Seattle will tax sugary soda — but not diet

BIV

I'm Biv Dick Black, the Over Poster.
#1
Seattle will tax sugary soda — but not diet
Originally published June 5, 2017 at 3:51 pm Updated June 6, 2017 at 12:10 pm

Teamsters Local 174 Business Agent Pete Lamb, right, speaks in opposition to the tax on sweetened beverages Monday at Seattle City Hall. (Greg Gilbert/The Seattle Times)
The Seattle City Council on Monday approved a new tax on distributors of soda pop and other sugary drinks. Diet soft drinks were exempted. The tax is expected to take effect in early July and add about $1.18 to the cost of a 2-liter bottle of soda.

By
Daniel Beekman
Seattle Times staff reporter


The Seattle City Council on Monday approved a new tax on distributors of sugary drinks such as soda pop.

Proponents said the tax would reduce consumption of unhealthful beverages and help the city provide better access to nutritious foods in low-income neighborhoods and communities of color.

They said soda companies market heavily to children in those communities, where more people struggle with sugar-linked health problems such as obesity.

The vote was 7-1, with Councilmember Lisa Herbold voting no, and Councilmember Kshama Sawant absent.


A handful of other cities and counties have adopted similar taxes, including Berkeley, California; Philadelphia; and Cook County, Illinois, which includes Chicago.

“It’s a huge win for Seattle,” said Victor Colman, director of the Seattle-based Childhood Obesity Prevention Coalition.

“It’s not a panacea for the problem of childhood obesity, but it’s a huge marker to take this step. Consumption drops will happen, and we’re going to see stronger health in the communities that need this the most.”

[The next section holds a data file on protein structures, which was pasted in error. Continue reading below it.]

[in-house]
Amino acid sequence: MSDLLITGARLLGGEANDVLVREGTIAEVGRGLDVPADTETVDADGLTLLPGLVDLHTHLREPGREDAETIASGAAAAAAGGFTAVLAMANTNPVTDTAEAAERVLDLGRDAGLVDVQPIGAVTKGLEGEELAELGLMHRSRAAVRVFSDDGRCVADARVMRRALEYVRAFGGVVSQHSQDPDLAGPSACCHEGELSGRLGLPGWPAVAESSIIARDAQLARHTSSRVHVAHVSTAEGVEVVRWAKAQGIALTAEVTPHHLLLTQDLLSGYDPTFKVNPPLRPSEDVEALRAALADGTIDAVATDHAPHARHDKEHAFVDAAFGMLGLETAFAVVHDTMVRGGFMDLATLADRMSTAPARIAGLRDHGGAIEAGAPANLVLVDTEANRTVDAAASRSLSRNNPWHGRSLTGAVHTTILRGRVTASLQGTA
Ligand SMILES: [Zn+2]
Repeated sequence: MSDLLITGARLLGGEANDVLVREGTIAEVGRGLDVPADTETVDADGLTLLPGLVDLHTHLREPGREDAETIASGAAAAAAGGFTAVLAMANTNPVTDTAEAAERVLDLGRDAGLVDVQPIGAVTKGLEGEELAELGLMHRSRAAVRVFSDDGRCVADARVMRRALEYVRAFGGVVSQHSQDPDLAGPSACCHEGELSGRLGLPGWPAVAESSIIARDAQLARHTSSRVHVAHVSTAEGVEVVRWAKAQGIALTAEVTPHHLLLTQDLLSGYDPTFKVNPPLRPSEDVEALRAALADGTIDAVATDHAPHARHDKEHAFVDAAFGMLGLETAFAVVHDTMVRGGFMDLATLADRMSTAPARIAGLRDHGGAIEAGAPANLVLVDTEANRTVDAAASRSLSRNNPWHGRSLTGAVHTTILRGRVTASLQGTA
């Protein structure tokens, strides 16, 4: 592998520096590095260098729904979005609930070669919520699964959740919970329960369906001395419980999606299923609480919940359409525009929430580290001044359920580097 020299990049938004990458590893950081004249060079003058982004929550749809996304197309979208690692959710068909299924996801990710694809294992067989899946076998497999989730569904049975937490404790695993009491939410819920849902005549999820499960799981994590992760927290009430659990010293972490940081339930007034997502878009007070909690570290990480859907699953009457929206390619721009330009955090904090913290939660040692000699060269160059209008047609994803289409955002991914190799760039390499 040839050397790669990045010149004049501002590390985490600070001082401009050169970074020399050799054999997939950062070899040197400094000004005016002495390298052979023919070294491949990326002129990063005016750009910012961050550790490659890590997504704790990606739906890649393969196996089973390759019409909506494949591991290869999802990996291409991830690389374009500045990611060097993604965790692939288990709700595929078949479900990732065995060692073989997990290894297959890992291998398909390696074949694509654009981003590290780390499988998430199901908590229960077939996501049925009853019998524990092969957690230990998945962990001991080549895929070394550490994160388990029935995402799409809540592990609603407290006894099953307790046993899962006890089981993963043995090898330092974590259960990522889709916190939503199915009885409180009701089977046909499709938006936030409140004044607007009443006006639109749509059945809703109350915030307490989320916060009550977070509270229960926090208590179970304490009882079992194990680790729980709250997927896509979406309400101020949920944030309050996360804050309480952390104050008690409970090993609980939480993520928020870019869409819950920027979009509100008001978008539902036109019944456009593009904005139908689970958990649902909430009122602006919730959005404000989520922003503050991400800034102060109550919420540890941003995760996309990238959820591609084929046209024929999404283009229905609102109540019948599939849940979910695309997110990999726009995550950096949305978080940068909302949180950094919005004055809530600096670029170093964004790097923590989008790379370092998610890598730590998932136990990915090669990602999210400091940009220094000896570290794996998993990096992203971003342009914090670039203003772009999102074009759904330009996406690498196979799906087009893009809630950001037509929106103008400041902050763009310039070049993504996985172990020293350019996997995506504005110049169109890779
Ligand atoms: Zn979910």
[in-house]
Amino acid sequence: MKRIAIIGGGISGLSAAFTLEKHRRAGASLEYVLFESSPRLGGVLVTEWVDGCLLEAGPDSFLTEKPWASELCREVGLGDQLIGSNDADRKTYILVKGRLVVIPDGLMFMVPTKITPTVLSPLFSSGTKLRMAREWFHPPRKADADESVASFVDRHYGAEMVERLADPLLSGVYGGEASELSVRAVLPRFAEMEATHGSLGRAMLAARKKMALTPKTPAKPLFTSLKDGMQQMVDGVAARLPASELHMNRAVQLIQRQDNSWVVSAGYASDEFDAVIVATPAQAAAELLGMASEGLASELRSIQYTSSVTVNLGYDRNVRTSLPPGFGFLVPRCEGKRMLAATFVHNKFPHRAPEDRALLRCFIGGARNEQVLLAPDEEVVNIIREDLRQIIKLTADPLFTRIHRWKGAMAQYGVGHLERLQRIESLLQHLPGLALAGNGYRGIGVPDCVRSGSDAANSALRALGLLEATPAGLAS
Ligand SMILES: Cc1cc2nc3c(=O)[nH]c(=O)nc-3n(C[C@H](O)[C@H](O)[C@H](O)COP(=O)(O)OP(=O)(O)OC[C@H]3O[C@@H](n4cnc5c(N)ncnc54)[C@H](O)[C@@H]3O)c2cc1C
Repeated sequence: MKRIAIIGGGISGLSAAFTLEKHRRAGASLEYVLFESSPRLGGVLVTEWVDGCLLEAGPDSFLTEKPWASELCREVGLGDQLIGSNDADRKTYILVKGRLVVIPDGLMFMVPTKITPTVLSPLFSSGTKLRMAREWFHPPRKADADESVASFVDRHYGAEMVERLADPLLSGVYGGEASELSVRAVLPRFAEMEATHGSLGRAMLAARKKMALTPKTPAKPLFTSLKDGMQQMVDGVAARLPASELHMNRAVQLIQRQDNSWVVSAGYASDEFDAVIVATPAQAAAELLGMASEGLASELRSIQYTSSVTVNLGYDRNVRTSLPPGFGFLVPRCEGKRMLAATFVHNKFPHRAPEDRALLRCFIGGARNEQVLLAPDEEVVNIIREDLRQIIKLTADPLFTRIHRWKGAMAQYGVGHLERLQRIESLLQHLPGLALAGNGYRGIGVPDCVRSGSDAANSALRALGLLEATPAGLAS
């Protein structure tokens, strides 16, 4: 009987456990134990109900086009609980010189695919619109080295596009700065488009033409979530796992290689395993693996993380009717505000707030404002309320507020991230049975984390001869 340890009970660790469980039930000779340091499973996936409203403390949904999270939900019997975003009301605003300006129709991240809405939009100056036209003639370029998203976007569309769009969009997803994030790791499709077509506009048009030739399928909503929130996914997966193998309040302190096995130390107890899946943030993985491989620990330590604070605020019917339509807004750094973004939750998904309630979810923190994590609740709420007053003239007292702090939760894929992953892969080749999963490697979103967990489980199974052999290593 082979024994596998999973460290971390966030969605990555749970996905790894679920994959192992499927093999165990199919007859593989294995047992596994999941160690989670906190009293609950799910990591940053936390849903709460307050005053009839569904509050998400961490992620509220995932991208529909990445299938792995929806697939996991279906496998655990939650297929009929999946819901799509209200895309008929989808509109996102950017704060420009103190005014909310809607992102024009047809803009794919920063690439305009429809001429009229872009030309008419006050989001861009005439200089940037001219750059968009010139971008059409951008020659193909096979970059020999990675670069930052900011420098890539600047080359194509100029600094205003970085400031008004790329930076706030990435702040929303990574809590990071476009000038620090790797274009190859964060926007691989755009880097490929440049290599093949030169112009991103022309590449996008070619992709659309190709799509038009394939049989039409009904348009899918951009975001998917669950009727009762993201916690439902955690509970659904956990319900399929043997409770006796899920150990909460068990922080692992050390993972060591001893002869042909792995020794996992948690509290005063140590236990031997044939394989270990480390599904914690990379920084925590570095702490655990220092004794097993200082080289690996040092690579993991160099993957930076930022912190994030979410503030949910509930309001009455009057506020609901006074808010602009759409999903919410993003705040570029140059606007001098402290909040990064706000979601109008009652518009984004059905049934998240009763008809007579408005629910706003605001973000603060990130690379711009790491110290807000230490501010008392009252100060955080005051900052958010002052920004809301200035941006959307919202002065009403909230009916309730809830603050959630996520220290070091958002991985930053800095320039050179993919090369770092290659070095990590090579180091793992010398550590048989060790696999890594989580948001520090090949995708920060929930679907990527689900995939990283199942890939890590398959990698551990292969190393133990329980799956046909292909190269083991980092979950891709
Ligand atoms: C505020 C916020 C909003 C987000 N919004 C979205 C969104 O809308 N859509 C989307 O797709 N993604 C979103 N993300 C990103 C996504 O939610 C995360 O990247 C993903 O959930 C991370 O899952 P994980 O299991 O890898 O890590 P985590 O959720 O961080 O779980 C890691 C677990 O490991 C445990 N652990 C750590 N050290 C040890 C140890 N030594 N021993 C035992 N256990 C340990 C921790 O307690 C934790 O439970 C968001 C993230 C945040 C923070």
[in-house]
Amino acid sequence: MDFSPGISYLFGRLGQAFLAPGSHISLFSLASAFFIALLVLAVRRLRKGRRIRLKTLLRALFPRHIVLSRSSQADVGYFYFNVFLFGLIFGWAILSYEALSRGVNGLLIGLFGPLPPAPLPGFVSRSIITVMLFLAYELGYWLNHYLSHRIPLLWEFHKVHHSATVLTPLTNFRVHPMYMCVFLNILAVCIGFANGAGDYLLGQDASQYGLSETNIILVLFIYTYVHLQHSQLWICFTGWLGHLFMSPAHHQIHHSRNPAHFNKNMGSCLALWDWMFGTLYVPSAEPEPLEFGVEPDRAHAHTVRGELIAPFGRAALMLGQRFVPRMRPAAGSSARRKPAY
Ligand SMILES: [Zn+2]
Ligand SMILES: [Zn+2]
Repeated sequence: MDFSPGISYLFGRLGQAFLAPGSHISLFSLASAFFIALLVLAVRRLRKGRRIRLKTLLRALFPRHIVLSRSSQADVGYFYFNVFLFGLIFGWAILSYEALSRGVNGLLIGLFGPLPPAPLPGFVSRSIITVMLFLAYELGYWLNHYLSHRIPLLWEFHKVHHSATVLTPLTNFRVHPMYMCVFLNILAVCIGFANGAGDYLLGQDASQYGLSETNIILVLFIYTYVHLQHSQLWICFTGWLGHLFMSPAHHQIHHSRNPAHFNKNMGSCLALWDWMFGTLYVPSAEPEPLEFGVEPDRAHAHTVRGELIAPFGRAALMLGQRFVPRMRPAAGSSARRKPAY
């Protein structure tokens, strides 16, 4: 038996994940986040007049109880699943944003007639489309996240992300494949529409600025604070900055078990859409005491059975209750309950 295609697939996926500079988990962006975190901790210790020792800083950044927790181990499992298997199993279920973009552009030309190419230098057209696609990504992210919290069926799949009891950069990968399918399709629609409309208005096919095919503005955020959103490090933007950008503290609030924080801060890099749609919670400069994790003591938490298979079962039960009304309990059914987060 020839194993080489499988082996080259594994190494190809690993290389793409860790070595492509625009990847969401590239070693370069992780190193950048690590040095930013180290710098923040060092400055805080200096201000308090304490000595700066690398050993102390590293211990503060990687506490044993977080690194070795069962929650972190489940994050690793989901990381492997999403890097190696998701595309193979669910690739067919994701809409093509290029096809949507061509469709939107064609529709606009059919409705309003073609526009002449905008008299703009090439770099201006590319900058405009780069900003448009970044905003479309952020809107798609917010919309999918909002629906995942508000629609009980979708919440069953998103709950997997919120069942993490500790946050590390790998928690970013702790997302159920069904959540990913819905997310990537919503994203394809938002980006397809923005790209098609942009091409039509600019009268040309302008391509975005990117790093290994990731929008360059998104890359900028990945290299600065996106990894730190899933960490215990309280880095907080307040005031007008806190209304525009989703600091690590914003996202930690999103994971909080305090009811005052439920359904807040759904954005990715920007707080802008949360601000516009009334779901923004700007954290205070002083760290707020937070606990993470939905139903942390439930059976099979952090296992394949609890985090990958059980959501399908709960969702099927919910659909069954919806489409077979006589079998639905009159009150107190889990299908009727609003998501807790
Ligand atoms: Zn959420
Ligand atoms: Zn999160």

Monday’s action followed months of debate over the tax, initially proposed by Mayor Ed Murray. Business groups and some labor unions warned that the plan would burden entrepreneurs and result in job losses.

There were arguments about whether diet soda would be taxed, whether the syrups in flavored lattes prepared by baristas would be taxed, what the tax rate would be and how the money would be spent.

The council ultimately settled on a rate of 1.75 cents per ounce, which means the tax would be about $1.18 for a 2-liter bottle of soda.

The tax will be collected starting next year unless opponents put a referendum on the ballot and succeed in blocking the measure.

Diet soda won’t be taxed, and the council also chose to exempt baby formula, medicine, weight-loss drinks and 100 percent fruit juice.


Sports drinks such as Gatorade, energy drinks such as Red Bull and fruit drinks such as Sunny D all will be taxed, along with syrups used in soda-fountain pop.